The deal, announced five minutes before Monday’s 11:59 p.m. strike deadline, means 3,500 Brampton assembly plant workers face a less uncertain future than before. Read More >
Fiat Chrysler Automobiles must make some pricey commitments to head off a midnight strike by its Canadian autoworkers.
Bargaining teams from FCA and Unifor, which represents Detroit Three autoworkers in Canada, worked throughout the weekend to nail down a contract deal patterned on the recent General Motors agreement.
Without product commitment for its Brampton assembly plant and Etobicoke casting plant, among other sticking points, workers could walk off the job tonight. Read More >
Canada, as the New York Times helpfully points out, actually celebrates Thanksgiving (!), but bargaining teams from Fiat Chrysler Automobiles and autoworkers union Unifor won’t get to enjoy it.
The two groups are expected to bargain down to the last minute as contract talks approach Monday night’s strike deadline, the Windsor Star reports. Unlike recent bargaining between Unifor and General Motors, the FCA negotiations have been whisper quiet, but that doesn’t mean there isn’t action happening behind the scenes. Read More >
The lawsuit that sparked federal investigations of Fiat Chrysler Automobiles and changed the way it reports sales is going ahead, minus a racketeering charge.
A federal judge has dismissed allegations that FCA offered payments to dealers in exchange for false sales, but the automaker still faces allegations of antitrust law violation and breach of contract, Bloomberg reports. Read More >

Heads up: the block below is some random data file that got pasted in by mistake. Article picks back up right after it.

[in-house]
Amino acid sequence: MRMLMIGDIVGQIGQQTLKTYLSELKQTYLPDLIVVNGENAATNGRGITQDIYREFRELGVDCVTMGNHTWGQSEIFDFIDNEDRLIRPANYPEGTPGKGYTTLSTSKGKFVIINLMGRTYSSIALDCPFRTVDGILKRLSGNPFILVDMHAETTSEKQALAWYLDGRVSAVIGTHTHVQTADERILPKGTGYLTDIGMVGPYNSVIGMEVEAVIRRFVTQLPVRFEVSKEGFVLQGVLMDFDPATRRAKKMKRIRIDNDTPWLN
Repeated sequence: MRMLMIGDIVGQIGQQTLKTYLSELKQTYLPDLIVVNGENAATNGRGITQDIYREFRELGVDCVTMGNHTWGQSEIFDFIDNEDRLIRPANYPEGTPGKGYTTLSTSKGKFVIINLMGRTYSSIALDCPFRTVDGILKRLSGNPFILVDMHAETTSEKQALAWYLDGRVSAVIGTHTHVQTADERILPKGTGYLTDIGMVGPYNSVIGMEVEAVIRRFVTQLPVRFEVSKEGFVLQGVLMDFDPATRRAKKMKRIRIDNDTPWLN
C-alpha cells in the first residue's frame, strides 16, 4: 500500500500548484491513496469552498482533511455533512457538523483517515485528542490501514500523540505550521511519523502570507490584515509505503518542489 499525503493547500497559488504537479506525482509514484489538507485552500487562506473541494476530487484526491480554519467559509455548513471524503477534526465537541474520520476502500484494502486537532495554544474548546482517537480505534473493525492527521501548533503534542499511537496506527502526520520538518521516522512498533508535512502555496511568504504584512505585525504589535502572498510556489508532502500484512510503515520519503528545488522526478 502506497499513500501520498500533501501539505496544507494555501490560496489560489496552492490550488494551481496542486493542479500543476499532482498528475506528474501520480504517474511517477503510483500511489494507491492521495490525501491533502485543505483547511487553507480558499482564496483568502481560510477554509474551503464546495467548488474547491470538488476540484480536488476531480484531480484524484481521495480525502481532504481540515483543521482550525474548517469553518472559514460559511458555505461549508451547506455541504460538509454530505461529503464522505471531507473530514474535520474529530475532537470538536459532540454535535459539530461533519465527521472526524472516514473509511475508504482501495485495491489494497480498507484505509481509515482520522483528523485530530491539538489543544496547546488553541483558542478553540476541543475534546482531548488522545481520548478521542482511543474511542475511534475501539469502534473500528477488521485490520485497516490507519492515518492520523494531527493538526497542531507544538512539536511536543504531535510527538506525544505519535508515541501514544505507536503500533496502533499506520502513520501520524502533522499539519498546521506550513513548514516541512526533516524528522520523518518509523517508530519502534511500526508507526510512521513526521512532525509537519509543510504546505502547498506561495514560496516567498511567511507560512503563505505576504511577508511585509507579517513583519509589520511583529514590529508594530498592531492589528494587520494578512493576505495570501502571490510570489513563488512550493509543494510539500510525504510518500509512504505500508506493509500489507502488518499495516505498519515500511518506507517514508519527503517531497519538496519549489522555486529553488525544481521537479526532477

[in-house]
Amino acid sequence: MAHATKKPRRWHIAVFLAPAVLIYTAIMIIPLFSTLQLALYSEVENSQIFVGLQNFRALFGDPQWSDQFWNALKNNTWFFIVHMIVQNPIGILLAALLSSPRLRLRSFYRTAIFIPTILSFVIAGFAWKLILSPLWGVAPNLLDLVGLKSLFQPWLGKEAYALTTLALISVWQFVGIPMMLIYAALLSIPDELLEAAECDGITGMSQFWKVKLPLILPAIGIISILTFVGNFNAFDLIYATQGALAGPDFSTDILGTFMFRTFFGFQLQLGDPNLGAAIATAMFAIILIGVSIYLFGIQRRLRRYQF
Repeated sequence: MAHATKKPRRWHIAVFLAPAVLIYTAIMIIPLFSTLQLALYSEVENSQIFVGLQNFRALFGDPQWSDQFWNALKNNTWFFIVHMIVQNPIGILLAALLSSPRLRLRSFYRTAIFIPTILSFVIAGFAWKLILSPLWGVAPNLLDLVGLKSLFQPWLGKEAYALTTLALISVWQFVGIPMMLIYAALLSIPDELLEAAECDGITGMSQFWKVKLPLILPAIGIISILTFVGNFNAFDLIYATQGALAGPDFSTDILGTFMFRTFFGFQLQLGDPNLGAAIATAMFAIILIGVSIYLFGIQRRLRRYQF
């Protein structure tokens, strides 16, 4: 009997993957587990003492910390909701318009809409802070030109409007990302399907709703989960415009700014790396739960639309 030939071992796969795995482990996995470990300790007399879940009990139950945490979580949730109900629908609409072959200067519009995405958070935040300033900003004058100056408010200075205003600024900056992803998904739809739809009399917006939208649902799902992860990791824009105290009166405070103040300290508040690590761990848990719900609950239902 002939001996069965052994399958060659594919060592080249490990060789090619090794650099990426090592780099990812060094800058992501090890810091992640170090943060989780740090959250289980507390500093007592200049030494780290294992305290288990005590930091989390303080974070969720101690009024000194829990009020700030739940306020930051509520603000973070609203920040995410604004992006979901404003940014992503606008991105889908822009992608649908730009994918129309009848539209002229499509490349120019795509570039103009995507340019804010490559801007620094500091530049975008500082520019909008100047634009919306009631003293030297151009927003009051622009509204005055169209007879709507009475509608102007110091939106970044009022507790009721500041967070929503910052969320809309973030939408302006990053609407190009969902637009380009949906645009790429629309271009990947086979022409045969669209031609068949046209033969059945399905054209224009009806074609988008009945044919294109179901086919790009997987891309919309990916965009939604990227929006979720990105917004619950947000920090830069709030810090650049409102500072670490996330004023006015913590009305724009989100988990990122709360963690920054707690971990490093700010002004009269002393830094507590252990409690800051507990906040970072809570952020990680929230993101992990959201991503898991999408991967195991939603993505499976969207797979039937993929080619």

Unionized General Motors workers in Canada ratified a new collective agreement yesterday, with the automaker agreeing to invest $421 million ($554 million CAD) into its northern operations.
The deal, which sees full-size pickup final assembly come to Oshawa, was sealed after 64.7 percent of the Unifor members voted to approve it. With this nail-biter of a negotiation done (the last-minute deal averted a looming strike), contract negotiations begin with Fiat Chrysler Automobiles. Read More >
After securing hundreds of millions of dollars in investments from General Motors and a new lease on life for the Oshawa assembly plant, Canadian Detroit Three autoworkers union Unifor is sharpening its bargaining pens to tackle Fiat Chrysler.
Today, the union identified the automaker as the company next in line to hammer out a contract deal with. After the GM deal, FCA will need to promise something big, and that could mean a commitment to an aging plant filed with aging models. Read More >
With so many class action lawsuits leveled against Fiat Chrysler Automobiles over their troublesome Monostable shift lever, coordinating all of them has become a problem.
According to The National Law Journal, the U.S. Judicial Panel on Multidistrict Litigation will meet on September 29 to figure out how to juggle all of the lawsuits. Just in the past week, FCA has been hit with two more suits from people claiming they were injured while trying to stop their vehicles from rolling away. Read More >
The next-generation Ram 1500, due to appear as a 2019 model, can’t afford any delays or Dodge Dart-like launch failures if it wants to challenge perennial front-runner Ford in the full-size pickup battle.
To ensure it doesn’t spend too much time in the womb, Fiat Chrysler Automobiles has taken the unlikely step of allowing some of its engineers to make their own decisions, Automotive News reports.
Clearly, when the success of one of its biggest revenue generators is at stake, the automaker is willing to kick tradition to the curb. Read More >